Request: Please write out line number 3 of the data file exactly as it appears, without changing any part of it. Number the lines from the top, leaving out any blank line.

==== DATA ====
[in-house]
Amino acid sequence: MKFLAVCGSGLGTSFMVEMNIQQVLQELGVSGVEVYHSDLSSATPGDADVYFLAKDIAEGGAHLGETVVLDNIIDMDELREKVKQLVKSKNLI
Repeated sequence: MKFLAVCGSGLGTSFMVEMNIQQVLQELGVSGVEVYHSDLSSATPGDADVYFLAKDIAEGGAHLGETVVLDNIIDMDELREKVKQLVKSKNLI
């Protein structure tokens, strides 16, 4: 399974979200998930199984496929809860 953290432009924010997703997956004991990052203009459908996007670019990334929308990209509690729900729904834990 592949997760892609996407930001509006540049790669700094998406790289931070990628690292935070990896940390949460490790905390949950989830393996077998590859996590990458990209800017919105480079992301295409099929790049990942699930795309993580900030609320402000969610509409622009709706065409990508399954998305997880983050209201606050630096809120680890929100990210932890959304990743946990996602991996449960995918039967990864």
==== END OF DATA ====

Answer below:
Repeated sequence: MKFLAVCGSGLGTSFMVEMNIQQVLQELGVSGVEVYHSDLSSATPGDADVYFLAKDIAEGGAHLGETVVLDNIIDMDELREKVKQLVKSKNLI